- The Washington Times - Saturday, August 3, 2002

Excerpts from editorials in newspapers around the world:

Le Temps

Lance Armstrong's victory

GENEVA On Sunday in Paris, Lance Armstrong won his fourth consecutive Tour de France, without suffering and without struggling. A breathtaking victory, almost degrading for the other riders.

It was an exceptional exploit that deserves worldwide recognition and limitless admiration. Unfortunately, times are difficult for sport and especially for cycling. Dragged through the mud for four years by its own competitors, the sport has built new walls around itself. Walls as high as the lies told about doping. Walls of doubt that are, today, hard to destroy.

Armstrong's performance is not immune from this. Because of his difficult childhood, his recovery from testicular cancer, his return to competition stronger than before and stronger than the others, the American is the source of a myriad of discussions. His success seems too perfect to be true, his physical improvement too marked to be natural. He suffers from this, stressing over and over that he has no secret except hard work and a will a result of his illness not to do anything by half measures. In the past, Lance Armstrong would have been a model, a legend, a hero.

The public mistrust that he meets today tarnishes not only his image, but, in a certain sense, the whole future of the sport. For it urgently needs to renew its legends. It cannot live forever on the glory of its past.

If, at the end of his career, the American is left with nothing more than a passing mention in the annals of cycling, it will mean that doubts have taken a commanding lead over enthusiasm.

Business Day

Congo, Rwanda peace

JOHANNESBURG The agreement is potentially epoch-making, if it holds.

It means that for once, the troubled Great Lakes region, and indeed, the whole of sub-Saharan Africa given that similar accords have been signed in strife-torn countries such as Angola and Burundi can now look forward to a happier and better future, unencumbered by brutal and often meaningless wars.

Rwandan rebels will now hopefully no longer pose a security threat to that tiny mountainous country as they have been using Congo as their base, and the mayhem in the Congo itself, which has seen millions of innocent people die, will become a thing of the past.

Bringing peace and stability in this rough neighborhood, which is the unavoidable duty of a leader of a regional superpower, became the task primarily of President Thabo Mbeki. Today's agreement must represent the final piece of the jigsaw, a coup for [South Africa], with potentially immense political and economic benefits.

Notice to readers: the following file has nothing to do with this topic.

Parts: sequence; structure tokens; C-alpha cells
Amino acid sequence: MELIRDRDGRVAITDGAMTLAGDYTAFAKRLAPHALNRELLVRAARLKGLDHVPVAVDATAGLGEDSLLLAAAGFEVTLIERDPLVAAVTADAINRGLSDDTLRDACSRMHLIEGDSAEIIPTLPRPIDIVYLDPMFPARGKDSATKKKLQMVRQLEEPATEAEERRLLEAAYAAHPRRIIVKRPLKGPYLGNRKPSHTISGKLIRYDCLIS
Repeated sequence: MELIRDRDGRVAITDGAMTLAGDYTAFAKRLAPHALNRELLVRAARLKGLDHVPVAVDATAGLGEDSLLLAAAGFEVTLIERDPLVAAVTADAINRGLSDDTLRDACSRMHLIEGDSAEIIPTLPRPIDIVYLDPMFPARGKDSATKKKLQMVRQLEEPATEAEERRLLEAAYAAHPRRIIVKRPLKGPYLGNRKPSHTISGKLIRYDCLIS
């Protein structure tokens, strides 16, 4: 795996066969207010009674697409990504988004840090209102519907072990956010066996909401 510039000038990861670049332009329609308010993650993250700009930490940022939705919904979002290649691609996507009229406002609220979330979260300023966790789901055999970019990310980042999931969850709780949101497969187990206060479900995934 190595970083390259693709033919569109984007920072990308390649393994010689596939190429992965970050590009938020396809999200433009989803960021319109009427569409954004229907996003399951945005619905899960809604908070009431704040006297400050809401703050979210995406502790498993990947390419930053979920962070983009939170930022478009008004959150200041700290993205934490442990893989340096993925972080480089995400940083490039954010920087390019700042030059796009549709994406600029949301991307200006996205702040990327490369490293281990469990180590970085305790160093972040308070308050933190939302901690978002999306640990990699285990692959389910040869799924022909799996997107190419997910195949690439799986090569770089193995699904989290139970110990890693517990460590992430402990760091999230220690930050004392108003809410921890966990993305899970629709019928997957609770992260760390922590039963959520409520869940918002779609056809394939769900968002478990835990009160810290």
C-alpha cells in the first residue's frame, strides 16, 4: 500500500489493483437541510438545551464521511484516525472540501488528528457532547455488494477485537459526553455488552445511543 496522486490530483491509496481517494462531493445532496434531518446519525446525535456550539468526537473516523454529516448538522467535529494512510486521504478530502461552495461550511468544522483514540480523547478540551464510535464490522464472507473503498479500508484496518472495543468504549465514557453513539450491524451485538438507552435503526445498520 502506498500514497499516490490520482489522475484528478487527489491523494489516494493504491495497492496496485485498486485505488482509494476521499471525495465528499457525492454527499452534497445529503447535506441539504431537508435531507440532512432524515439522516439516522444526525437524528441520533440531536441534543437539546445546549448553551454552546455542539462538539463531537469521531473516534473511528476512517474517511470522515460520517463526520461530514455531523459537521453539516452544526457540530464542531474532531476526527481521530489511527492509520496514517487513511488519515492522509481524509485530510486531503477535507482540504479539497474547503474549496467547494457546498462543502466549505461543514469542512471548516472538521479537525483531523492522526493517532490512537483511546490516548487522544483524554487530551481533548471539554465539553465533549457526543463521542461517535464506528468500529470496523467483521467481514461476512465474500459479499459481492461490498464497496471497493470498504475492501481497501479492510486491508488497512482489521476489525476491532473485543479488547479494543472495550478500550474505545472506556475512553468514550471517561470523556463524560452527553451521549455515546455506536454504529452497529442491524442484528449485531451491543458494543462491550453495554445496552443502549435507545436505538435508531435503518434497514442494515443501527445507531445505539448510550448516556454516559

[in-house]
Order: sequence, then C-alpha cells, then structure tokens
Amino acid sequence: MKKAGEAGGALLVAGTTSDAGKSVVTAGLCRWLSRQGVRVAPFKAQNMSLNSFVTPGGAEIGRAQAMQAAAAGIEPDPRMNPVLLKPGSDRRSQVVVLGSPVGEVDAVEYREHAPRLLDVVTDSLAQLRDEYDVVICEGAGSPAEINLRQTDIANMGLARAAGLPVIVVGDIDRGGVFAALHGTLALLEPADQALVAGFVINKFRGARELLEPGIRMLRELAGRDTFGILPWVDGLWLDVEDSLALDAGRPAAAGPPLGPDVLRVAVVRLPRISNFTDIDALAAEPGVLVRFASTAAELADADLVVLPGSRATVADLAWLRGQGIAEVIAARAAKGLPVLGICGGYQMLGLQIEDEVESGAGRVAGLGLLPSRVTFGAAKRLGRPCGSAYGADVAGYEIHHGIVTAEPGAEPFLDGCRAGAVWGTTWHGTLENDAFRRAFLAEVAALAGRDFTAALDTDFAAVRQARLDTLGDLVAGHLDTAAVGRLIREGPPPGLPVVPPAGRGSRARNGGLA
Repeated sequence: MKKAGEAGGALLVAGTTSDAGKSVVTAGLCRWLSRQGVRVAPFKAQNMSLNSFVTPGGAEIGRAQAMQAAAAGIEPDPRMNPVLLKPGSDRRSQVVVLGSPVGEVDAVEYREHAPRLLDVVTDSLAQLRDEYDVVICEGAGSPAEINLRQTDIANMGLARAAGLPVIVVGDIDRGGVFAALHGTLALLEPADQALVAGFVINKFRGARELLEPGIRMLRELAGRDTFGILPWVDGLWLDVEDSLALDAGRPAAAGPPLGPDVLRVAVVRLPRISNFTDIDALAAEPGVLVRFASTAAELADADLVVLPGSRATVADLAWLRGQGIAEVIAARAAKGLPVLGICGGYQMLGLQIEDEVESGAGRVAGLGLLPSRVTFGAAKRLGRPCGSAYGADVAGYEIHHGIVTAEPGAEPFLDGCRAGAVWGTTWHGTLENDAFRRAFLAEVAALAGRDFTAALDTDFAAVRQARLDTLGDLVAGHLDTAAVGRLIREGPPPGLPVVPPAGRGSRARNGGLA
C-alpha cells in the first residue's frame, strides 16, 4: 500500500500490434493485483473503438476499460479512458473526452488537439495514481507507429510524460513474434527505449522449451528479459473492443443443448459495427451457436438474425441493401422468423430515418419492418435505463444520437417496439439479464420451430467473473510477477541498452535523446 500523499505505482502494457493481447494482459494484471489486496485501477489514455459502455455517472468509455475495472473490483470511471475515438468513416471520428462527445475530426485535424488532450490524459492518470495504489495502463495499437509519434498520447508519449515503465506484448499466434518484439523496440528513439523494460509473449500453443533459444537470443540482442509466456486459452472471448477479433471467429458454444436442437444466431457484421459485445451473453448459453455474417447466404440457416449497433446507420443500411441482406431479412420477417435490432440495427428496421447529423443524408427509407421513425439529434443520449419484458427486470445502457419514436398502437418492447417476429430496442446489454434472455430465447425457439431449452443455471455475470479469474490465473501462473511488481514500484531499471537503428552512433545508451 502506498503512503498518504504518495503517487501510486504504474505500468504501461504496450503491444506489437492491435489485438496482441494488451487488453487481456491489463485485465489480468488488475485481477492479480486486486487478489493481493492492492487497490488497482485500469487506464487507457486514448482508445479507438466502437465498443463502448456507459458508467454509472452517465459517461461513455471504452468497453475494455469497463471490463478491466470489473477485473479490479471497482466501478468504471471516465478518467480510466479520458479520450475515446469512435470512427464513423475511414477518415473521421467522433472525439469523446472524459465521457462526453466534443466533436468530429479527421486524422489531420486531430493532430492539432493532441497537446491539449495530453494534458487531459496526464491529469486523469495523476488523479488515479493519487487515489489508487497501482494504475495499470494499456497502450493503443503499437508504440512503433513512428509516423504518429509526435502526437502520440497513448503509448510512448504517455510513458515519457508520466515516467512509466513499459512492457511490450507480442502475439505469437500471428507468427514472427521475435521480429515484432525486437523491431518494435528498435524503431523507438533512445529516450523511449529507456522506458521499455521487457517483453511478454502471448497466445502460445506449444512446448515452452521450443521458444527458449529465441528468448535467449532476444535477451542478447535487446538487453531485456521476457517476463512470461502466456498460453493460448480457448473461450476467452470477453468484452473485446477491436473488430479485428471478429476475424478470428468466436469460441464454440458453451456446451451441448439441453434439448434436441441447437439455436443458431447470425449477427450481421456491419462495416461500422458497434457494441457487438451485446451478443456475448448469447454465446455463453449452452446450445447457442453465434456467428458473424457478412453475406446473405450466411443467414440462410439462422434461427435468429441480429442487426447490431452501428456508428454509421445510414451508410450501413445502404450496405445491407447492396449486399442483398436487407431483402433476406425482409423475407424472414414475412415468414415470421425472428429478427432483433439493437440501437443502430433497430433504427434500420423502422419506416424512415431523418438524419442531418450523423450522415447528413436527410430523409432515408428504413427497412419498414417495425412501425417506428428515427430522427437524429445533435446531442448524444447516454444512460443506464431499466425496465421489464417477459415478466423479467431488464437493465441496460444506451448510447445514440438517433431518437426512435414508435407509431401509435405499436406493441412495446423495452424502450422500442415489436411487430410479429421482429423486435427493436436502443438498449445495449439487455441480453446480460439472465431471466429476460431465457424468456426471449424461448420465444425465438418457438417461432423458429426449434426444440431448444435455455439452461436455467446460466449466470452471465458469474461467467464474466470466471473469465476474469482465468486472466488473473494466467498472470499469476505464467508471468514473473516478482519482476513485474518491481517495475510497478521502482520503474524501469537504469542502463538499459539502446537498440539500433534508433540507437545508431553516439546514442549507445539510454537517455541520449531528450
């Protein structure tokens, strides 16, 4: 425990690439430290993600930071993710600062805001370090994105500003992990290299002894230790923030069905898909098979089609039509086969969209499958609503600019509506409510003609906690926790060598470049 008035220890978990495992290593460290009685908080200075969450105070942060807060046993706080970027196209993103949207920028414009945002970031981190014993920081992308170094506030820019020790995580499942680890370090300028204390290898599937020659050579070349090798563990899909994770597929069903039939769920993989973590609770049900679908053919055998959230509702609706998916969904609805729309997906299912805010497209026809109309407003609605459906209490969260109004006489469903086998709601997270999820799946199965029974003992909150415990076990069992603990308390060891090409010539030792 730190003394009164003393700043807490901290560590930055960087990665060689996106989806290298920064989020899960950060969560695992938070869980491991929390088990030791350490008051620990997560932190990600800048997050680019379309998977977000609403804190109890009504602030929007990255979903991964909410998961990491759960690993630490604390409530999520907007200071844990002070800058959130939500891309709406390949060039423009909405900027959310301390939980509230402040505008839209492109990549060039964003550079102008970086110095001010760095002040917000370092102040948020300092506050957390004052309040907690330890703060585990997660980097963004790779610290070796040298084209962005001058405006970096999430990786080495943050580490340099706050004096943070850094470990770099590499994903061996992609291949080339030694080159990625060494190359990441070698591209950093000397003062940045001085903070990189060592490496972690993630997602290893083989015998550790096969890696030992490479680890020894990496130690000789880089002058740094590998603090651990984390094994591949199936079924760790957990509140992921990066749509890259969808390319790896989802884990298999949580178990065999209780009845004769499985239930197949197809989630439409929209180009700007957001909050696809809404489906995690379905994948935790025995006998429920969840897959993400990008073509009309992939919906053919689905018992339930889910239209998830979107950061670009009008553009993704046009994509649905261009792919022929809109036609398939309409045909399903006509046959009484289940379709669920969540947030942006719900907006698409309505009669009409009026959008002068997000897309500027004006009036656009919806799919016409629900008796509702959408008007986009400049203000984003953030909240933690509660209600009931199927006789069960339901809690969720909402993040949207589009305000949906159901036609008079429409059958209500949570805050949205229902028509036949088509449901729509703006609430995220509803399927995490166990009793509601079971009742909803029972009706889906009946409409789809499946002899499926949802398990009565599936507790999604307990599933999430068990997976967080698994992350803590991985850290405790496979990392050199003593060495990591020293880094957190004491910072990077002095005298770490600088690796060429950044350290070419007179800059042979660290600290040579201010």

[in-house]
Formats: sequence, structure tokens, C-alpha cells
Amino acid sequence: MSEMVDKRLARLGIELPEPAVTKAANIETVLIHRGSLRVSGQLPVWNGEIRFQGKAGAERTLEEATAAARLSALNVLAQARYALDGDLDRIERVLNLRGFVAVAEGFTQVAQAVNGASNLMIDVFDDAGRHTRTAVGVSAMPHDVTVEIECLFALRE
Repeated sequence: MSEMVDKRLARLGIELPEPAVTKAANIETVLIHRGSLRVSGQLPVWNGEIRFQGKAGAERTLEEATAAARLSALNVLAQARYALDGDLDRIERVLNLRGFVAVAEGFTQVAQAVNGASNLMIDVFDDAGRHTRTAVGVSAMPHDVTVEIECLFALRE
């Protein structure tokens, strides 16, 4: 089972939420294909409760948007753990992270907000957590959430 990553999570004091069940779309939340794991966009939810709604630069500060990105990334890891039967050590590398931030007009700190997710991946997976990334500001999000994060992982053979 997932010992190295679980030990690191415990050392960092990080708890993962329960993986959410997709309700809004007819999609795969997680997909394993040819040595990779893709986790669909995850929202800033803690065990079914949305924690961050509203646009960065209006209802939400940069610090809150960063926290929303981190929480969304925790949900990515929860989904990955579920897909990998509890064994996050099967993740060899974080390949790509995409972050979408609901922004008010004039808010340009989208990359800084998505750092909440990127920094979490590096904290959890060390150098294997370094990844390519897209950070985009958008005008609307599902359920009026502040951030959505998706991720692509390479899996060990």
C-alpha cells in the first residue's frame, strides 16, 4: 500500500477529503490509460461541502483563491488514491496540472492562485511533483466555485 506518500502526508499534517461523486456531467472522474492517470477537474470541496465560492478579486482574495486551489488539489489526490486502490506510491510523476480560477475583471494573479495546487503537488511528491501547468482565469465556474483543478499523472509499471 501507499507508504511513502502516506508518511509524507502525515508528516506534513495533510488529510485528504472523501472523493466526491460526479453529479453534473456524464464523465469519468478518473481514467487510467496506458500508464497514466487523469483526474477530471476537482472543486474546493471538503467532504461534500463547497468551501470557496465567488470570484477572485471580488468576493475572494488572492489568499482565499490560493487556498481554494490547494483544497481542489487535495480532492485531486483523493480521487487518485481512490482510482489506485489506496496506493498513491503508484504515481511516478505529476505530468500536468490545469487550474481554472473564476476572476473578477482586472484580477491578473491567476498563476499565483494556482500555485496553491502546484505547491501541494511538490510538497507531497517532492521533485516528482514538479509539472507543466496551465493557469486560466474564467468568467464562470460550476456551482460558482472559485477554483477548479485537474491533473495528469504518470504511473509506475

Even if the Congo/Rwanda deal is signed, there is still much to be done and that can go wrong as verification of all elements of the peace plan is concluded. And leaders such as Zimbabwean President Robert Mugabe have the capacity to mess up Mbeki's good work. But whether or not the regional peace process has a happy ending, it has so far been carried out with remarkable attention to detail. That has to be a good omen for the region and the rest of the continent.

Just maybe, southern Africa may be turning the corner, and for once, the future begins to look uncharacteristically bright for a neighborhood long regarded as one of the world's trouble spots.

Egyptian Gazette

U.S. attacking Iraq

CAIRO Although denying that military action against Iraq is imminent, both the U.S. and Britain are turning up the heat on the Arab country, reeling under more than a decade of inexorable sanctions. A few days ago, British Prime Minister Tony Blair renewed his unswerving backing for the anticipated assault, the declared aim of which is to oust President Saddam Hussein.

Until new pretexts emerge, the recent debacle of talks between the U.N. and Iraq in Vienna seems to have come as windfall for pugnacious America. Both sides failed to reach an agreement on the return of international arms inspectors to Iraq. Further talks between Iraq and the U.N. may yield a way out, but only if the U.S. stops hurling threats and accusations at Iraq.

The Iraqis understandably want to see their cooperation with arms inspectors for years rewarded. They need and must be allowed to see the light at the end of the tunnel.

As things are ominously standing now, their tribulations are set to deepen, courtesy of impetuous American militarism.

Jerusalem Post

Cash to Palestinians

JERUSALEM In a stunning and inexplicable reversal of policy, Israel decided last week to begin transferring funds to the Palestinian Authority. Acting under intense pressure from the United States, Prime Minister Ariel Sharon authorized the Treasury to hand over approximately 10 percent of the PA's frozen assets. And so, just several weeks after it justifiably criticized the European Union for continuing to support Yasser Arafat despite the violence, Israel itself now joins the list of those propping up his terrorist regime with a steady cash flow. By agreeing to join the dubious list of those financing the PA, Israel has effectively conceded the moral high-ground. Sharon is now playing along with the fiction that the PA is a partner with whom business can be done, even as the terrorism continues.

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